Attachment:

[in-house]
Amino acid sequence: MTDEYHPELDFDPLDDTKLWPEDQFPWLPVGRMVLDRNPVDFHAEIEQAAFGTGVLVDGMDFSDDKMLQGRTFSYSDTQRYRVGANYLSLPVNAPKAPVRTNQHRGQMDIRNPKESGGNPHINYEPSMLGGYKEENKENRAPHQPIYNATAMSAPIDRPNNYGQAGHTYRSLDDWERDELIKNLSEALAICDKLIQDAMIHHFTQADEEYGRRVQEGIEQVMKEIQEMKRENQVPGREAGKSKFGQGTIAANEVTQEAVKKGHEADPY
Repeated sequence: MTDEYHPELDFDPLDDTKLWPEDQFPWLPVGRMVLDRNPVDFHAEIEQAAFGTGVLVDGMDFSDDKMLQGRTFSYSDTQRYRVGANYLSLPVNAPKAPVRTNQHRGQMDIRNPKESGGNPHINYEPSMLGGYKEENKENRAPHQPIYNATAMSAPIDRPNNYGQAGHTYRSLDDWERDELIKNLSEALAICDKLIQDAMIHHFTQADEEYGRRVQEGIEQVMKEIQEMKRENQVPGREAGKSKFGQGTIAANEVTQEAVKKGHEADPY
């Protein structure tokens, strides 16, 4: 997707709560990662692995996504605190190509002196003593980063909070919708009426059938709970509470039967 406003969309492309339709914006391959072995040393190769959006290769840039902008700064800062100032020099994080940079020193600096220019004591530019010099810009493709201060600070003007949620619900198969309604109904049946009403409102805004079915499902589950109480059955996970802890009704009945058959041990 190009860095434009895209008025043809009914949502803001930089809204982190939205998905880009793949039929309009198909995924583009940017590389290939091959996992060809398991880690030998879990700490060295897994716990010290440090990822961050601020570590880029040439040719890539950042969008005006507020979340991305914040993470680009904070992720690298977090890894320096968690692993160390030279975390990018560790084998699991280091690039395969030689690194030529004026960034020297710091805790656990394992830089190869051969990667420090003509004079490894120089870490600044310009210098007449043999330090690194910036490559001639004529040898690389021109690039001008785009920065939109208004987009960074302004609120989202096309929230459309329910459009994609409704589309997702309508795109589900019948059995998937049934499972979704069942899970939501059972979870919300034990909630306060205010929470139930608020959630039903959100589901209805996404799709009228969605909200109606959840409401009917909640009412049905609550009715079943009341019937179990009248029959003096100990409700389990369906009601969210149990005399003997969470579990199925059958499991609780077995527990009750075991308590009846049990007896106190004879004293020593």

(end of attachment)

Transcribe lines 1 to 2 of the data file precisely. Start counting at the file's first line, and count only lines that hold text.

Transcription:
[in-house]
Amino acid sequence: MTDEYHPELDFDPLDDTKLWPEDQFPWLPVGRMVLDRNPVDFHAEIEQAAFGTGVLVDGMDFSDDKMLQGRTFSYSDTQRYRVGANYLSLPVNAPKAPVRTNQHRGQMDIRNPKESGGNPHINYEPSMLGGYKEENKENRAPHQPIYNATAMSAPIDRPNNYGQAGHTYRSLDDWERDELIKNLSEALAICDKLIQDAMIHHFTQADEEYGRRVQEGIEQVMKEIQEMKRENQVPGREAGKSKFGQGTIAANEVTQEAVKKGHEADPY